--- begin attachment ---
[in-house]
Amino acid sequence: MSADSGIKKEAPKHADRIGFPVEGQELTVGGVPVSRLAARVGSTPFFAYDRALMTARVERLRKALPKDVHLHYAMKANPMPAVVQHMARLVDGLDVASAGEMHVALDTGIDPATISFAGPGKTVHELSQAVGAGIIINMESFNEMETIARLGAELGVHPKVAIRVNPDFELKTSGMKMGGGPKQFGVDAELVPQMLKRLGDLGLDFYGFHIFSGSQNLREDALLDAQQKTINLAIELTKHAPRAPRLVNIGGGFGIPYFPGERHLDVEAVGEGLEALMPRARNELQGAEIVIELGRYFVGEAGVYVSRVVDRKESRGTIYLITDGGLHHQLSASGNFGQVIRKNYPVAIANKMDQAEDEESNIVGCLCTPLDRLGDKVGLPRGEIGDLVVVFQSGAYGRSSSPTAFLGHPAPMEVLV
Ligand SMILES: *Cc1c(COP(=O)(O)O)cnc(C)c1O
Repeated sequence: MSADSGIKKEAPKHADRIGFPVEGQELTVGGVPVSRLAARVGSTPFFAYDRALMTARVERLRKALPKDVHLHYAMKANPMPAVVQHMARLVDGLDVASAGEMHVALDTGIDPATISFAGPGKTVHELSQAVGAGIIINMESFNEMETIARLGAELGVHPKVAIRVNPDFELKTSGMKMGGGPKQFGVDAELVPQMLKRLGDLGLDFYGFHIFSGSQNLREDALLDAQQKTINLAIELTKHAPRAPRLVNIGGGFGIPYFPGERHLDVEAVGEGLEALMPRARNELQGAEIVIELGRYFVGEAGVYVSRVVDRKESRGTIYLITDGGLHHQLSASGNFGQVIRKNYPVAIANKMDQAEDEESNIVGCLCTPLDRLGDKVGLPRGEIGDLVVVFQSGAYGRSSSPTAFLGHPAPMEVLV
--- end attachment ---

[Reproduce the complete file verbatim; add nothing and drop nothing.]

[in-house]
Amino acid sequence: MSADSGIKKEAPKHADRIGFPVEGQELTVGGVPVSRLAARVGSTPFFAYDRALMTARVERLRKALPKDVHLHYAMKANPMPAVVQHMARLVDGLDVASAGEMHVALDTGIDPATISFAGPGKTVHELSQAVGAGIIINMESFNEMETIARLGAELGVHPKVAIRVNPDFELKTSGMKMGGGPKQFGVDAELVPQMLKRLGDLGLDFYGFHIFSGSQNLREDALLDAQQKTINLAIELTKHAPRAPRLVNIGGGFGIPYFPGERHLDVEAVGEGLEALMPRARNELQGAEIVIELGRYFVGEAGVYVSRVVDRKESRGTIYLITDGGLHHQLSASGNFGQVIRKNYPVAIANKMDQAEDEESNIVGCLCTPLDRLGDKVGLPRGEIGDLVVVFQSGAYGRSSSPTAFLGHPAPMEVLV
Ligand SMILES: *Cc1c(COP(=O)(O)O)cnc(C)c1O
Repeated sequence: MSADSGIKKEAPKHADRIGFPVEGQELTVGGVPVSRLAARVGSTPFFAYDRALMTARVERLRKALPKDVHLHYAMKANPMPAVVQHMARLVDGLDVASAGEMHVALDTGIDPATISFAGPGKTVHELSQAVGAGIIINMESFNEMETIARLGAELGVHPKVAIRVNPDFELKTSGMKMGGGPKQFGVDAELVPQMLKRLGDLGLDFYGFHIFSGSQNLREDALLDAQQKTINLAIELTKHAPRAPRLVNIGGGFGIPYFPGERHLDVEAVGEGLEALMPRARNELQGAEIVIELGRYFVGEAGVYVSRVVDRKESRGTIYLITDGGLHHQLSASGNFGQVIRKNYPVAIANKMDQAEDEESNIVGCLCTPLDRLGDKVGLPRGEIGDLVVVFQSGAYGRSSSPTAFLGHPAPMEVLV